Yesterday I read something that had its intended effect. It was no doubt published to be, at least partly, inflammatory and from my vantage point it was. Extremely, so. The author, Catherine Deveny, took aim at mothers who take their small children to cafes – she argues that small children should be in day care or at home, not sipping babycinos. This topic might seem completely innocuous, but the truth is, it’s far from it.
A news story I heard on the radio earlier today further reinforced this. A bus driver in Sydney is being investigated for threatening to ask a mother to exit the bus on account of her 21-month-old toddler.
I am not unsympathetic to the fact that small children can be noisy, distracting and annoying in cafes, on buses, in parks. Frankly, anywhere babies or toddlers are chaos is not far behind. But it’s because of that, that I am far more sympathetic to the parents who are raising those small children, than I am towards the bystanders who they occasionally irritate. And I wish others were too. Not just because being compassionate is worthy but because a lot is at stake.
The attitude underpinning both Deveny’s article and the bus driver’s alleged threat is to alienate mothers; to shame and embarrass them for taking their children out in public. And that is a great shame and embarrassment as far as I’m concerned.
Last week we published an important article on the lack of support for new parents . The prevalence of post-natal depression among new mothers is just one of the reasons Dr Joan Garvan says we need to consider the infrastructure and services that are available to help families, and mothers in particular, make the transition into parenthood.
I know from my own experience, and from virtually every parent I have ever conversed with, that having a baby is daunting, isolating and unnerving. And in many ways it’s more isolating than ever before. Mothers were once required to stay in hospital for a full week after giving birth, ensuring they recovered from labour and had breastfeeding established before they returned home.
Nowadays even private hospitals are unlikely to keep new mothers for more than four days by which point feeding won’t necessarily be established. It means many, if not most, new mothers arrive home still recovering from birth, and then must face the challenge of learning to feed their baby without being surrounded by support.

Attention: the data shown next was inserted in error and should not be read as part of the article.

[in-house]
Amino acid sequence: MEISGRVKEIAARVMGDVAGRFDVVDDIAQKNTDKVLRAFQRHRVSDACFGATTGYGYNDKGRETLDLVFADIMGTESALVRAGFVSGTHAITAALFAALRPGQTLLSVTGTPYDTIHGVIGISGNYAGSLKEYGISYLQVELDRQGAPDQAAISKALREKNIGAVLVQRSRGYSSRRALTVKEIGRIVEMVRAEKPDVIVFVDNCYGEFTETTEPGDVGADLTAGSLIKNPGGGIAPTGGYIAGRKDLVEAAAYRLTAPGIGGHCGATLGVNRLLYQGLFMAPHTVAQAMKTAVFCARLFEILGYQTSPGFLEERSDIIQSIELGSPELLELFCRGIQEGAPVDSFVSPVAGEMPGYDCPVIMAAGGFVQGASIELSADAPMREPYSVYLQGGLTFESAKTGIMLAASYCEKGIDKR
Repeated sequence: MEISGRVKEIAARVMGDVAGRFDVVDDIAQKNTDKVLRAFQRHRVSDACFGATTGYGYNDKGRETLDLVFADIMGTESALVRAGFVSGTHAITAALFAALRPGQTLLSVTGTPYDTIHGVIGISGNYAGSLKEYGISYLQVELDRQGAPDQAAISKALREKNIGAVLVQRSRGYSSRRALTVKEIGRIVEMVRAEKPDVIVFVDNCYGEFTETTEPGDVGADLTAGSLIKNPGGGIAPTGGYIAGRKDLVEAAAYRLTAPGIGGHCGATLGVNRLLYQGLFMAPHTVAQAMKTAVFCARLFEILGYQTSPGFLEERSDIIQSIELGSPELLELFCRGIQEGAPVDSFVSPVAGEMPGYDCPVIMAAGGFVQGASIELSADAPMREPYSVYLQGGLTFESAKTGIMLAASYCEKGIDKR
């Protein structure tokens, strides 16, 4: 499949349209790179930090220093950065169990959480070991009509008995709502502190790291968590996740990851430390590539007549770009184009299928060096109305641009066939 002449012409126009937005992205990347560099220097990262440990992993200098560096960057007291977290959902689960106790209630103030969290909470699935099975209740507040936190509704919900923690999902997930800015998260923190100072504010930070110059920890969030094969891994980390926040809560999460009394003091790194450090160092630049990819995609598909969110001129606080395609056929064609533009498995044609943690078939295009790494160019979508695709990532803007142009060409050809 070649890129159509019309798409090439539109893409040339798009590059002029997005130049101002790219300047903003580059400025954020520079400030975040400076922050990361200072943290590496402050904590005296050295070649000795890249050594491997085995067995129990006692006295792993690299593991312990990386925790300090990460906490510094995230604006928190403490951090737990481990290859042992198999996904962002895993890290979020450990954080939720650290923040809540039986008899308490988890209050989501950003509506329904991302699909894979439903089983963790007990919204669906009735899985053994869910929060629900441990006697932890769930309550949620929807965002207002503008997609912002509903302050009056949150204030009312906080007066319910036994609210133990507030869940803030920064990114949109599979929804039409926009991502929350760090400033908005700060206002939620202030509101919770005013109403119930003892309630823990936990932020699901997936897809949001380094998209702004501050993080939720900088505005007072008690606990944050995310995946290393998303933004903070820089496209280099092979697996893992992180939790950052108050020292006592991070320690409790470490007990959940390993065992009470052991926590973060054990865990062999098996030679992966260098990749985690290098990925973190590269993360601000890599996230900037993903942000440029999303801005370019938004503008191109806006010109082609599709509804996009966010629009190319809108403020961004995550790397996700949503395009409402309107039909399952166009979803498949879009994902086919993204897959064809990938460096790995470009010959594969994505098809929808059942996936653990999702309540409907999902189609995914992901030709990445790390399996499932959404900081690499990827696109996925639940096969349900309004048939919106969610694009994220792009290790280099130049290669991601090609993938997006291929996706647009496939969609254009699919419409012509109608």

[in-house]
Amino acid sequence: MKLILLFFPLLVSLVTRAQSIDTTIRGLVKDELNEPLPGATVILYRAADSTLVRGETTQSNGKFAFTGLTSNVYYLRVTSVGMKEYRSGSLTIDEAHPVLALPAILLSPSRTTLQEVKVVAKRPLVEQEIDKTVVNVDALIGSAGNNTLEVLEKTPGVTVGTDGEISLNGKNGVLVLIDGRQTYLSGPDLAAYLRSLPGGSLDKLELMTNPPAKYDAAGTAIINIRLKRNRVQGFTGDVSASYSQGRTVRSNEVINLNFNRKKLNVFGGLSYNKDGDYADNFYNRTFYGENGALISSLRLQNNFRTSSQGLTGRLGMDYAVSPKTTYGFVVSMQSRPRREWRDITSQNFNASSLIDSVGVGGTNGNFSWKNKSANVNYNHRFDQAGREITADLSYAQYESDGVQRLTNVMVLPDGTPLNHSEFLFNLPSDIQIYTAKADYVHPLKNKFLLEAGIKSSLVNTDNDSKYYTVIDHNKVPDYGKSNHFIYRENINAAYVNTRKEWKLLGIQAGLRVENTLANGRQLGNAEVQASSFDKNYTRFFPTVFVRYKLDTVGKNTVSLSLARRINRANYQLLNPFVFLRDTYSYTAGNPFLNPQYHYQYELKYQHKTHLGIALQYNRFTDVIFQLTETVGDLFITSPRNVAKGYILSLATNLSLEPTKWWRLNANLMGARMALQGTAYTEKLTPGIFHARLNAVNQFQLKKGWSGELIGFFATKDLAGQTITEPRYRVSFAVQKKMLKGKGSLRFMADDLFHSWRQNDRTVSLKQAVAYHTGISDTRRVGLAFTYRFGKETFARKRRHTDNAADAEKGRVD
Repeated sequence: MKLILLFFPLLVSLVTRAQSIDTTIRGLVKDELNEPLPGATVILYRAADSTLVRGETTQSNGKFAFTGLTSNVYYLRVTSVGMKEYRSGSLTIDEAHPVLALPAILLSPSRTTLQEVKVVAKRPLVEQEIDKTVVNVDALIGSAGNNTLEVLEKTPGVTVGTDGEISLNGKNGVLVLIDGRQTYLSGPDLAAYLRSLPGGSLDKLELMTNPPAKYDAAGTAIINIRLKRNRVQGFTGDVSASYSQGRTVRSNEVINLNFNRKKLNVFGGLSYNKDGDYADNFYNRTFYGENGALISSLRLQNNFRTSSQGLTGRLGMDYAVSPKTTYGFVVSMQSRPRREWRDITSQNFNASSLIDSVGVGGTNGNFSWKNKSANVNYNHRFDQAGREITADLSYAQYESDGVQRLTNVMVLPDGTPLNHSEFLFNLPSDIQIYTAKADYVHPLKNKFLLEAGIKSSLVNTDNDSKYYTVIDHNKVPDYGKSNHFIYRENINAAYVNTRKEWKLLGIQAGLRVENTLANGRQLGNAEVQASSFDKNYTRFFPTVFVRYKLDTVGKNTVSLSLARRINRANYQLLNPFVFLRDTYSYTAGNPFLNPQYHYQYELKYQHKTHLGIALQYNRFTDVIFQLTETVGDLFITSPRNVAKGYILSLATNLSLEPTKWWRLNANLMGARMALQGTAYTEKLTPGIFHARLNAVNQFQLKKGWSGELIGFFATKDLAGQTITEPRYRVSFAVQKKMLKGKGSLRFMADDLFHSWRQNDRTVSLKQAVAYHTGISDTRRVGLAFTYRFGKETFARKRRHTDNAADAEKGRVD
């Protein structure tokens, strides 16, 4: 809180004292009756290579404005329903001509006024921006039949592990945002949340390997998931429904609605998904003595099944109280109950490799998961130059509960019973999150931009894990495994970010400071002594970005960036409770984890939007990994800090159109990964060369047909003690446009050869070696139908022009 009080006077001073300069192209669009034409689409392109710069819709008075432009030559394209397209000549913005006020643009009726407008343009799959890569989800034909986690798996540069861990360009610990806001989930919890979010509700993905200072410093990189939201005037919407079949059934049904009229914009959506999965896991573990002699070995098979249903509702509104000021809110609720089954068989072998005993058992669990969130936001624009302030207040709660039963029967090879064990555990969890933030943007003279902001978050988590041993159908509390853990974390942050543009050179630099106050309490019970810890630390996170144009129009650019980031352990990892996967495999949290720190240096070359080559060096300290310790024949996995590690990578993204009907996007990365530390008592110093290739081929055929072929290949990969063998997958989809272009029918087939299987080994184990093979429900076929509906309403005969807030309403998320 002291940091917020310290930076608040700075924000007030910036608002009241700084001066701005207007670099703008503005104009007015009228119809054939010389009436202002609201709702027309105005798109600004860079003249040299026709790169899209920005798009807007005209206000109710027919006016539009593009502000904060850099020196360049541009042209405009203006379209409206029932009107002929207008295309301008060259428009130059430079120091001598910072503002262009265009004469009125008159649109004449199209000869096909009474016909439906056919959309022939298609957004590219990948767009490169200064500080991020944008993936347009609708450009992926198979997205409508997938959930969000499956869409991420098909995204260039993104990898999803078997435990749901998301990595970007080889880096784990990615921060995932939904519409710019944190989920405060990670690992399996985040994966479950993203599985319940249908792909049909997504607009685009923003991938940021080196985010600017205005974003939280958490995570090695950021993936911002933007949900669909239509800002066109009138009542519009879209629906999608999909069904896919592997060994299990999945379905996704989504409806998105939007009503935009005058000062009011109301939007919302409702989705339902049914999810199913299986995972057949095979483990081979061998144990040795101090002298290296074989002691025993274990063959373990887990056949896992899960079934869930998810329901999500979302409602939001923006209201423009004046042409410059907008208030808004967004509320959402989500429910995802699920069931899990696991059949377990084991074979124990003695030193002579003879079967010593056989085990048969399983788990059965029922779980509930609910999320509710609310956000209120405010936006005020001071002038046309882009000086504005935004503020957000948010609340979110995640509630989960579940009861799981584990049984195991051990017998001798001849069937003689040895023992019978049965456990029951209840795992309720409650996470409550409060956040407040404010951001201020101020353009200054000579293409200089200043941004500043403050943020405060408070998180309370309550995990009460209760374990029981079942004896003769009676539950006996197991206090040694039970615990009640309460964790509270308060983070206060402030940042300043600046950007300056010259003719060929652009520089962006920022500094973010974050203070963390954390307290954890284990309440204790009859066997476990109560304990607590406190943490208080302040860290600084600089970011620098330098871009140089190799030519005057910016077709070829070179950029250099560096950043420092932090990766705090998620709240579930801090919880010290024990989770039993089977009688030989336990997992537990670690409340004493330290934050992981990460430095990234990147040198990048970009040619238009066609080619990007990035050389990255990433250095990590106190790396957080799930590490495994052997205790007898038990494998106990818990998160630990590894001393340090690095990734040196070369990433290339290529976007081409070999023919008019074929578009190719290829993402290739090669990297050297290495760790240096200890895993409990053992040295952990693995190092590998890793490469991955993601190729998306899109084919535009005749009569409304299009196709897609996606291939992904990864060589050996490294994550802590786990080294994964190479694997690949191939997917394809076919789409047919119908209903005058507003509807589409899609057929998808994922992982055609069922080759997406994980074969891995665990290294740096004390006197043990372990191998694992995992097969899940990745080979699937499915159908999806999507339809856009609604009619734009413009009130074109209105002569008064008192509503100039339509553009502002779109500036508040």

The average age of new mothers also means most women have worked for a decent period of time before having their first baby; this can exacerbate the identity transition that motherhood presents. There is a significant chasm between a workplace and being home alone with a tiny baby and there isn’t much that can prepare anyone for that. For most parents, even without the added complexity of post-natal depression, that transition is an overwhelming experience. And as Dr Garvan says without support it compromises the health and wellbeing of mothers.
While in many respects it gets easier beyond the first few months, as the baby gradually grows older, as they feed less and sleep more and the parents adjust to the responsibility, there is no date at which raising an infant suddenly gets easy. It doesn’t but life must go on.
I don’t expect parents to be coddled at every turn simply for having children but I disagree that anyone needs to actively make the raising of children more difficult than it needs to be — by castigating mothers on buses or venting at mothers with the audacity to venture out in public. Ideally I’d like more people to exercise a little more compassion and understanding than that.
The next time you see a mother at a café with a toddler sipping on a babycino, don’t dismiss the look on her face as smug. I can assure you the word you’re looking for to describe that look is relief; relief that she is out of the house, taking a moment to participate in society, possibly even glancing at a newspaper and exchanging pleasantries with a barista. In the life of a stay at home parent, a visit to the local café isn’t one of many luxuries indulged in over the course of a day, it’s often a solitary moment of salvation. Anyone who has spent days, or weeks, at home raising kids will attest to that.
As for that poor mother on the bus, she has all my sympathy. When I returned to work after having my first daughter the only childcare position I could secure for her was in the CBD. (And frankly I was very lucky to get that.) I didn’t even work in the CBD but four days a week, rain, hail or shine, I hopped on the bus with my toddler in the pram, to drop her off in the city before making my own way to work. And, every evening I did the same in reverse. To be clear that was not my idea of fun but it was the only alternative.
There were many occasions when I’m positive that my fellow passengers begrudged me and my daughter sharing their mode of public transport but fortunately no one ever said anything. Because if they had, there were many occasions where that would have been my undoing. Being on a bus with a miserable baby is miserable – but it will always be more miserable for the mother or the father of that child than it is for anyone around them.
It is not realistic to expect mothers, or fathers, to raise their children behind closed doors. Does it need to be unrealistic for that to be accepted? I sincerely hope not.
Do you think mothers get punished for having children? Does it stem from the notion that having children is selfish?